2022 has been a year that’s spoilt us with several amazing true crime docs, from The Tinder Swindler to Girl In The Picture. It’s not over yet though: Netflix has brought its latest shocking docu-series Killer Sally, to the platform, and it’s one with a pretty unique premise: focusing on the life of bodybuilder Sally McNeil, who endured a difficult and rocky marriage that culminated in her being accused of murdering her husband. Much like Netflix’s earlier I Just Killed My Dad though, there’s more to the killing than first appears.
Sally had suffered years of physical abuse from both her family and her previous husband, whom she had children with, and hoped she’d find a new life when she met her future husband, Ray, with the couple quickly marrying. However, a rift steadily grew between the pair, due in part to competitiveness, with Ray in particular obsessed with being the best. The two used steroids, which resulted in an increasingly violent temperament in both, but most of the violence came from Ray. Sally and the other interviewees who knew the couple recall across the doc’s three episodes some of the shocking violence that occurred in their house and relationship and how it was becoming unbearable for Sally.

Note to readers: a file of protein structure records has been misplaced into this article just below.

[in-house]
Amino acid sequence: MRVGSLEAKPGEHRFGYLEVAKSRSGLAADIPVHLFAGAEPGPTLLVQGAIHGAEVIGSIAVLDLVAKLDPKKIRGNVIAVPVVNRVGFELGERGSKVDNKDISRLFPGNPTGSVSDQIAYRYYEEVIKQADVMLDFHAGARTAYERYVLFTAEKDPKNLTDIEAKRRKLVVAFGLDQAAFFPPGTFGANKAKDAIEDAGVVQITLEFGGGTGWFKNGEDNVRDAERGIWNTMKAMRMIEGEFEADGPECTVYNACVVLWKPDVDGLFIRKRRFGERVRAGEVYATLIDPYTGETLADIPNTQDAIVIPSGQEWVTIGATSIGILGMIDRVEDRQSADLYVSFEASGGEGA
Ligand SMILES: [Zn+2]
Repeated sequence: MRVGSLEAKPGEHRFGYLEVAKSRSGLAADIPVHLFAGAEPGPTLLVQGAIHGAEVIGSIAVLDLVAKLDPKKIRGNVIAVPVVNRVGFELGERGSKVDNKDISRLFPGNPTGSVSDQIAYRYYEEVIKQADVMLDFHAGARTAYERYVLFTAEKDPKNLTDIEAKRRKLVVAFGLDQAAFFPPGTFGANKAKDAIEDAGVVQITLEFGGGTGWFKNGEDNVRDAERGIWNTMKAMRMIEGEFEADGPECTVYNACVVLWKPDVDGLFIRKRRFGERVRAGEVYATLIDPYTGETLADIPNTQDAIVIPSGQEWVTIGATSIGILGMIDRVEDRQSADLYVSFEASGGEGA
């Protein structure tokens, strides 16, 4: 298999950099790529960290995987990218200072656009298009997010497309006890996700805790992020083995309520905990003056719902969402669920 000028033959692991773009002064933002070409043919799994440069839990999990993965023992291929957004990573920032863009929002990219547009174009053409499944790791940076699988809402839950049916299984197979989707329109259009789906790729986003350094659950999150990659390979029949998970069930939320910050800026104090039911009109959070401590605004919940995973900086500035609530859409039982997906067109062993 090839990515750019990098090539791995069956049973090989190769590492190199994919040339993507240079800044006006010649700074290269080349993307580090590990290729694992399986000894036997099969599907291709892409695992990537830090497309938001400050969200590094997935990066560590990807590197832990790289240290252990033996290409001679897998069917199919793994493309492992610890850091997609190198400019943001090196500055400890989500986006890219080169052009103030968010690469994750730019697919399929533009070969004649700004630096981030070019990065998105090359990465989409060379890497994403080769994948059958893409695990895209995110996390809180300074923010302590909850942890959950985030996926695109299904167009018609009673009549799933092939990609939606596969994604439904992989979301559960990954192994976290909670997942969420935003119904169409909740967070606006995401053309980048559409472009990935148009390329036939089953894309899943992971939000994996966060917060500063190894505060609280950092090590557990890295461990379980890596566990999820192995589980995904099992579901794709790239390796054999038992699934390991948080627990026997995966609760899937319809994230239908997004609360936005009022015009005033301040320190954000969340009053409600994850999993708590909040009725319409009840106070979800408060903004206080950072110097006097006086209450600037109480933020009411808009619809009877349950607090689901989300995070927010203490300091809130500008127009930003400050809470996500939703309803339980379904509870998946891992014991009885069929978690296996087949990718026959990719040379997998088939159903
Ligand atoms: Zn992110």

On Valentine’s Day in 1995, the abuse Sally suffered and the broken down relationship led to her snapping. Having been attacked and choked by Ray, she demanded that he leave the house and get away from her whilst holding a shotgun. When he came at her, she fired twice. Though Ray remained alive when she called the police and was sent to the hospital, he died after a few hours of being treated and was found to have been on multiple steroids. Sally did not deny that she killed her husband by shooting him but maintained it was an act of self-defence. Sally already had the nickname “Killer Sally” prior to the incident due to her bodybuilding career and videos, and this added to the media frenzy around the investigation and trial.
What the documentary then explores is that, due to her large build and time spent as a Marine, she was seen as a naturally violent person, and prosecutors claimed she was essentially too strong and muscular to have been abused. With her children sent away across the country, she was left to face trial in a legal system that was convinced she was a murderer. The three-hour series, which is available now, is an engrossing and insightful look into the investigation and court case, with its director, Burnstein, telling The Guardian: “You do have to wonder about somebody’s innocence or guilt, just like the jury had to wonder this.”
“So it’s important to present the strong argument that the prosecution was making…but some of it was also pointing out how inane some of the argument was, that she couldn’t have possibly been a victim because she was too strong. Which is absurd.”